US considered grounding some Boeing 737 Max planes last year: Source

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Published: April 28, 2019 11:08:23 PM

Last year, inspectors with the Federal Aviation Administration discovered that the manufacturer had de-activated a signal designed to advise the cockpit crew of a malfunctioning of the MCAS system, the source said.

Boeing, Boeing 737 Max, Ethiopia Airlines, plane crash, MCAS system, industry newsThese inspectors were in charge of monitoring Southwest Airlines, the biggest user of 737 MAX planes, with a fleet of 34 of them at the time, said the source. (Reuters)

US regulators considered grounding some Boeing 737 MAX planes last year after learning belatedly of a problem with a system that is now the main suspect in two deadly crashes, a source close to the matter said Sunday. Investigators probing the Lion Air crash in October and the Ethiopia Airlines disaster in March have zeroed in on the planes’ anti-stall system, called the Maneuvering Characteristics Augmentation System, or MCAS.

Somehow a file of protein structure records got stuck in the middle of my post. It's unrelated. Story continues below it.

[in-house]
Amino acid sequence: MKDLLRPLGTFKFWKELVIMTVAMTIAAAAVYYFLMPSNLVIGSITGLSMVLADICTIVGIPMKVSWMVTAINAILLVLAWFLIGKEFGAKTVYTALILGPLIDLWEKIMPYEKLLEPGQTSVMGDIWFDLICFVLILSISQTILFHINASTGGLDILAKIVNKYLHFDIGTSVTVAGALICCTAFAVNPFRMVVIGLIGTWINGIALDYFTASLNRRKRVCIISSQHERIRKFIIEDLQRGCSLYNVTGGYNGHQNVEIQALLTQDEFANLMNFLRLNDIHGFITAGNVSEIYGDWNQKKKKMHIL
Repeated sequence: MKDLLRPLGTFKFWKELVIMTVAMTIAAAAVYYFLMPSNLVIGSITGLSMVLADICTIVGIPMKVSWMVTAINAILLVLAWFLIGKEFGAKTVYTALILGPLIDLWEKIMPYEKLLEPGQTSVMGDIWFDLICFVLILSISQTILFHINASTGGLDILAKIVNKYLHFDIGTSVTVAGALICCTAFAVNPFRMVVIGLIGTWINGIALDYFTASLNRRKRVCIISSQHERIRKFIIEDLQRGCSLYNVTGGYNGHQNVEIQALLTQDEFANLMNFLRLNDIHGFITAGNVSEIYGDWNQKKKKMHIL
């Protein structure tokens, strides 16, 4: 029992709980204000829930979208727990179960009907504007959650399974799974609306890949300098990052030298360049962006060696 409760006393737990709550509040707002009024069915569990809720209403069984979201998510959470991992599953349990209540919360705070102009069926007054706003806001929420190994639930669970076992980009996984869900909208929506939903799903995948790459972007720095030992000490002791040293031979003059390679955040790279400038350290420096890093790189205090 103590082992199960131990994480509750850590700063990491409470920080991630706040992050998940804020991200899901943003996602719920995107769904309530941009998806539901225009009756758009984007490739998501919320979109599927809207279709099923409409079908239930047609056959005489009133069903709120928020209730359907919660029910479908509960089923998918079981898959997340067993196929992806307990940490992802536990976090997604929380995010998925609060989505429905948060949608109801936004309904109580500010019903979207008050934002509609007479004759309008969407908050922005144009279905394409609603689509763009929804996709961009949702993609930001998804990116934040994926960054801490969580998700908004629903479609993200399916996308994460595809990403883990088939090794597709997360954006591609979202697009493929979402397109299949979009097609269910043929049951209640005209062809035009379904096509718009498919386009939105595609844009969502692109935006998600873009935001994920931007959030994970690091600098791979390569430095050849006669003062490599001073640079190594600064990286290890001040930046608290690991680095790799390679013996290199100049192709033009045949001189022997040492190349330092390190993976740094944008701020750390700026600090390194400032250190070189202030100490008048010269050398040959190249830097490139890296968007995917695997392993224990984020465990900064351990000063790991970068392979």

Last year, inspectors with the Federal Aviation Administration discovered that the manufacturer had de-activated a signal designed to advise the cockpit crew of a malfunctioning of the MCAS system, the source said. These inspectors were in charge of monitoring Southwest Airlines, the biggest user of 737 MAX planes, with a fleet of 34 of them at the time, said the source.

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